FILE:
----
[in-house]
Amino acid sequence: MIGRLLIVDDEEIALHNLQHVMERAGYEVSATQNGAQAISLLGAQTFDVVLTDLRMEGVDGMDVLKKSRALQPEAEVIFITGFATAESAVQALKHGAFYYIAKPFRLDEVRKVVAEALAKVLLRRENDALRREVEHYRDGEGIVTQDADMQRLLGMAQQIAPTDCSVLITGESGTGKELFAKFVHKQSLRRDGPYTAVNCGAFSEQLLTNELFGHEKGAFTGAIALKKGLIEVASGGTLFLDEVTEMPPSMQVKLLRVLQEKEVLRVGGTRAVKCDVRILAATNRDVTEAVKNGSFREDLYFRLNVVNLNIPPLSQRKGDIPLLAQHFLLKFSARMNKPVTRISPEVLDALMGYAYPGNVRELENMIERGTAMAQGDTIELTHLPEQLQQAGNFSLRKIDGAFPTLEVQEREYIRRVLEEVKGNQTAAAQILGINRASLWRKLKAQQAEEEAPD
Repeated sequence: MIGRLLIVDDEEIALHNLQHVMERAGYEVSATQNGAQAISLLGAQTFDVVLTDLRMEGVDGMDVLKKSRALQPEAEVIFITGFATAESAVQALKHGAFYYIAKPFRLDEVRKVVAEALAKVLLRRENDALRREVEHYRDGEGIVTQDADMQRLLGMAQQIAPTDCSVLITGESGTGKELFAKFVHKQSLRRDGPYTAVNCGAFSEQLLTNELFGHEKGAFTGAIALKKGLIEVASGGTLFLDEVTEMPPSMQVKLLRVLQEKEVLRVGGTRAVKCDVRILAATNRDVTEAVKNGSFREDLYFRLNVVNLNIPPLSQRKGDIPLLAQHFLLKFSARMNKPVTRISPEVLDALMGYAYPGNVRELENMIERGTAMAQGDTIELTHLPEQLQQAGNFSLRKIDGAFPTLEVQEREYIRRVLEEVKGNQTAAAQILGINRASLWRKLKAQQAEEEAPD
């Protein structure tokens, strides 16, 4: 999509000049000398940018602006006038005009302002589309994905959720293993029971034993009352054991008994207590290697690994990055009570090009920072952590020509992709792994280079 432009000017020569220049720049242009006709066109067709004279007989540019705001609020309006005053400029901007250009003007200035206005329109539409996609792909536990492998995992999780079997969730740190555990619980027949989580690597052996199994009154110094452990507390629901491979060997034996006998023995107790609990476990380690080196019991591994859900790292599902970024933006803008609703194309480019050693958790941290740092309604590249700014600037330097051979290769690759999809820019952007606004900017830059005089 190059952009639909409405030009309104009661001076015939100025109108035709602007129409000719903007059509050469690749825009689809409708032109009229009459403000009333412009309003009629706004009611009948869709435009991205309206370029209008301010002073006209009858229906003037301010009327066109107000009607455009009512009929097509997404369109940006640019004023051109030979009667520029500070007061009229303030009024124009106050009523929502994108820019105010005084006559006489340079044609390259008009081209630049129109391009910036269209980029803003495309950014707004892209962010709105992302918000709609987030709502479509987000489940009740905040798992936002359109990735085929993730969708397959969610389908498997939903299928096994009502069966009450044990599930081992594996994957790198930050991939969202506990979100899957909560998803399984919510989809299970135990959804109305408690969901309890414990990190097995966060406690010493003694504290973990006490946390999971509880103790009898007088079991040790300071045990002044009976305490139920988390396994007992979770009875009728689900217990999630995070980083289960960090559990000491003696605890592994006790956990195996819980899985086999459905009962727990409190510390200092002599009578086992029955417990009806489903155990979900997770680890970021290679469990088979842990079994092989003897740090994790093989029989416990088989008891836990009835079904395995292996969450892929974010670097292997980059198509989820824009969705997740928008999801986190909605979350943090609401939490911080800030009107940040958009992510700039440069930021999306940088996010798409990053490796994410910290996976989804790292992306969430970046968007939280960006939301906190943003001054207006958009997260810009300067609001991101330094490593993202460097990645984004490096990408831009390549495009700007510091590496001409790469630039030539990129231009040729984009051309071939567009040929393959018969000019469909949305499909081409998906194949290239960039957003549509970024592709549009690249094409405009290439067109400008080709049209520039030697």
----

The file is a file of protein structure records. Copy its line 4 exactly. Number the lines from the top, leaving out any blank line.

């Protein structure tokens, strides 16, 4: 999509000049000398940018602006006038005009302002589309994905959720293993029971034993009352054991008994207590290697690994990055009570090009920072952590020509992709792994280079 432009000017020569220049720049242009006709066109067709004279007989540019705001609020309006005053400029901007250009003007200035206005329109539409996609792909536990492998995992999780079997969730740190555990619980027949989580690597052996199994009154110094452990507390629901491979060997034996006998023995107790609990476990380690080196019991591994859900790292599902970024933006803008609703194309480019050693958790941290740092309604590249700014600037330097051979290769690759999809820019952007606004900017830059005089 190059952009639909409405030009309104009661001076015939100025109108035709602007129409000719903007059509050469690749825009689809409708032109009229009459403000009333412009309003009629706004009611009948869709435009991205309206370029209008301010002073006209009858229906003037301010009327066109107000009607455009009512009929097509997404369109940006640019004023051109030979009667520029500070007061009229303030009024124009106050009523929502994108820019105010005084006559006489340079044609390259008009081209630049129109391009910036269209980029803003495309950014707004892209962010709105992302918000709609987030709502479509987000489940009740905040798992936002359109990735085929993730969708397959969610389908498997939903299928096994009502069966009450044990599930081992594996994957790198930050991939969202506990979100899957909560998803399984919510989809299970135990959804109305408690969901309890414990990190097995966060406690010493003694504290973990006490946390999971509880103790009898007088079991040790300071045990002044009976305490139920988390396994007992979770009875009728689900217990999630995070980083289960960090559990000491003696605890592994006790956990195996819980899985086999459905009962727990409190510390200092002599009578086992029955417990009806489903155990979900997770680890970021290679469990088979842990079994092989003897740090994790093989029989416990088989008891836990009835079904395995292996969450892929974010670097292997980059198509989820824009969705997740928008999801986190909605979350943090609401939490911080800030009107940040958009992510700039440069930021999306940088996010798409990053490796994410910290996976989804790292992306969430970046968007939280960006939301906190943003001054207006958009997260810009300067609001991101330094490593993202460097990645984004490096990408831009390549495009700007510091590496001409790469630039030539990129231009040729984009051309071939567009040929393959018969000019469909949305499909081409998906194949290239960039957003549509970024592709549009690249094409405009290439067109400008080709049209520039030697």